Artists and intellectuals Thursday voiced concerns over the independence of cultural institutions in Romania, saying the government wants to use a top cultural body as a "propaganda tool".
As a sign of protest, the whole managing board of the Romanian Cultural Institute (ICR) announced its resignation.
The ICR, which is modelled after the British Council and Germany's Goethe Institute, promotes Romanian artists abroad and has been widely praised by international institutions for its contribution to intercultural exchange.
"We cannot fight anymore against the government's will to transform the Romanian Cultural Institute into a propaganda tool" for nationalistic purposes, its outgoing president, essayist Horia Patapievici, told reporters.
He deplored that the ICR's mission has been changed in order to "defend the national identity" instead of promoting independent voices.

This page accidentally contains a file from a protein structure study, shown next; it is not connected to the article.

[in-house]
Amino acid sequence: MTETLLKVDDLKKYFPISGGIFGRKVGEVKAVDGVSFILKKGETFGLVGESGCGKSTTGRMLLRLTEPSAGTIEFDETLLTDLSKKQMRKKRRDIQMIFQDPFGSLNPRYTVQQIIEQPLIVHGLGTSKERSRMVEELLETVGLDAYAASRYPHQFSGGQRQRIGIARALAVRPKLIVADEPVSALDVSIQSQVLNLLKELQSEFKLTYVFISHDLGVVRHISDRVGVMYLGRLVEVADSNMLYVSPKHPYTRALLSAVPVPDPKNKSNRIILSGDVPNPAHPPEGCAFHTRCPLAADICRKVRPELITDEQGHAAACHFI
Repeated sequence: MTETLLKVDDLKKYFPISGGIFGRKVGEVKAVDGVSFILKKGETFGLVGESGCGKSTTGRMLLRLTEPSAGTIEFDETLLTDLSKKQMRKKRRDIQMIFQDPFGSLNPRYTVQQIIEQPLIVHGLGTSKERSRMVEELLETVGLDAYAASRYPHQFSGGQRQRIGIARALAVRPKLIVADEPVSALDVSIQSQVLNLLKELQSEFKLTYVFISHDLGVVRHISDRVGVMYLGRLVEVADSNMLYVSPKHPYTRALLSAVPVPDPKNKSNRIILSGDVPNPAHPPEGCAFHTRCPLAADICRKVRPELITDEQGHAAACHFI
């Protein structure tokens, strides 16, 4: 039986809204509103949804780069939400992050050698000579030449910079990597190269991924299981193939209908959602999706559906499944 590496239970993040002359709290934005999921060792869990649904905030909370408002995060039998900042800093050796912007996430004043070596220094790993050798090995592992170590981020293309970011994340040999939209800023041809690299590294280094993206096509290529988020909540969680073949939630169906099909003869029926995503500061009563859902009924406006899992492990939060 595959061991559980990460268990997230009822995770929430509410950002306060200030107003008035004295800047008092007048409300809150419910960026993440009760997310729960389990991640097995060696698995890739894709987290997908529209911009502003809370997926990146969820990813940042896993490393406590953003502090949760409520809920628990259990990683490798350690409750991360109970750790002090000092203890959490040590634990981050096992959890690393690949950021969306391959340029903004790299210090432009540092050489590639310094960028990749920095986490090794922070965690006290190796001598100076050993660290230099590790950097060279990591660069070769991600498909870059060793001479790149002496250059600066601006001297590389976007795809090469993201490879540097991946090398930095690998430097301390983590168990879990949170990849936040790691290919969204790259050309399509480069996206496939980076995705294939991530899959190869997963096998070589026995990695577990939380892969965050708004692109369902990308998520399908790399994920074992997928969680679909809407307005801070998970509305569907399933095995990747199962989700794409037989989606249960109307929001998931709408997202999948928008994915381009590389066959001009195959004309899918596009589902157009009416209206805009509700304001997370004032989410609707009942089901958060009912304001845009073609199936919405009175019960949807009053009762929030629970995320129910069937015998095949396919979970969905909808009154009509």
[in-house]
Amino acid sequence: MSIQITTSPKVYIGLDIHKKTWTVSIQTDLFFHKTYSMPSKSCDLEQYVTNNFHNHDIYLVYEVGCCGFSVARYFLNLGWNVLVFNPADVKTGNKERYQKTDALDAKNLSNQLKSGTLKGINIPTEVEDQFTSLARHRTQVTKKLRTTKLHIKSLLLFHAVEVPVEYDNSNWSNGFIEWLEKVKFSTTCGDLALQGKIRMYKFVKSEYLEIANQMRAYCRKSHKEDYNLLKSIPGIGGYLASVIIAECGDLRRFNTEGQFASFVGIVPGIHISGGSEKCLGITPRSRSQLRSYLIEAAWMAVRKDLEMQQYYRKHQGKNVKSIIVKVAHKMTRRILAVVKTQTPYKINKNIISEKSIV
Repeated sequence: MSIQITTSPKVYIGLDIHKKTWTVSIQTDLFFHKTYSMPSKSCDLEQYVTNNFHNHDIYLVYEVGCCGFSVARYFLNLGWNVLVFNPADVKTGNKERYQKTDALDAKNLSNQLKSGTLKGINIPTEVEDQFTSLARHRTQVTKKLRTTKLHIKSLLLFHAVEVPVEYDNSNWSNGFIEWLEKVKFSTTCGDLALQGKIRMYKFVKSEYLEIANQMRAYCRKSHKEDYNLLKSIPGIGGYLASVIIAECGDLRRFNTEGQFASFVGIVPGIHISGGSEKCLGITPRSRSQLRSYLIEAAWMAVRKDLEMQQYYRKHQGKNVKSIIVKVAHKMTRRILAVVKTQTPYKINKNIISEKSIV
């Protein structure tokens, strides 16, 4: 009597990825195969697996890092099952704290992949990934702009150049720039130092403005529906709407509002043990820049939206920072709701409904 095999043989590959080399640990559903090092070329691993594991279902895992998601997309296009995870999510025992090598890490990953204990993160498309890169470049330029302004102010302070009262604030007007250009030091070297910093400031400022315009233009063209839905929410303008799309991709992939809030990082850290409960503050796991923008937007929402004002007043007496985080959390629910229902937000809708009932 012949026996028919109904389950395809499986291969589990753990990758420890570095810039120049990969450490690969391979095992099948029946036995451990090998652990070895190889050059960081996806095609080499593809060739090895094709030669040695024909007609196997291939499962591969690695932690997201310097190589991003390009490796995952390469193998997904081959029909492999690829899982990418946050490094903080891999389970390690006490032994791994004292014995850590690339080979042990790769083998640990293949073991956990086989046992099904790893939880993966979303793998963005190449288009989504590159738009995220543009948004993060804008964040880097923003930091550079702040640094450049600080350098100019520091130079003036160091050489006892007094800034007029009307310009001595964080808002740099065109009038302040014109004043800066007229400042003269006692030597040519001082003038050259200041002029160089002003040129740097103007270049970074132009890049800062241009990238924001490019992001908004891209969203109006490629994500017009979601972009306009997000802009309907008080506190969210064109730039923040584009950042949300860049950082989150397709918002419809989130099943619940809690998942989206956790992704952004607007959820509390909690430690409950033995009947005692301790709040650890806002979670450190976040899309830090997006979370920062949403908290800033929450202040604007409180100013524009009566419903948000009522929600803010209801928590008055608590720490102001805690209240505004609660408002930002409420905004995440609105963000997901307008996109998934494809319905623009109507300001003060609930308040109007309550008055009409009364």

"This is a sad day for culture," Cristi Puiu, a leading figure of the Romanian cinema new wave told AFP, saying he was "worried" by the tightening grip of the authorities on culture.
Thousands of artists in Europe and in the United States, including Nobel Literature prize winners Tomas Transtroemer and Herta Mueller, Cannes film darling directors like Cristian Mungiu, plus curators of the New York Museum of Modern Art had sent letters of protest to the centre-left government after it passed an emergency order changing the statute and the mission of the ICR.
Prime Minister Ponta had admitted a "lack of dialogue" but he refused to budge, saying the Institute should not remain under the tutelage of the presidency.
The bitter feud between Ponta and his arch rival, president Traian Basescu, now suspended awaiting a court ruling on an impeachment referendum, has led to one of the worst political crises in this former Communist dictatorship.
The European Commission recently criticised Ponta's government for breaching the rule of law in the impeachment procedure.
The Romanian minister of culture Puiu Hasotti said the changes in the ICR statutes will not impact its activities.
"The fact that the Institute will pass under the control of the senate does not justify the public statements made by its managing team," he told the news agency Mediafax.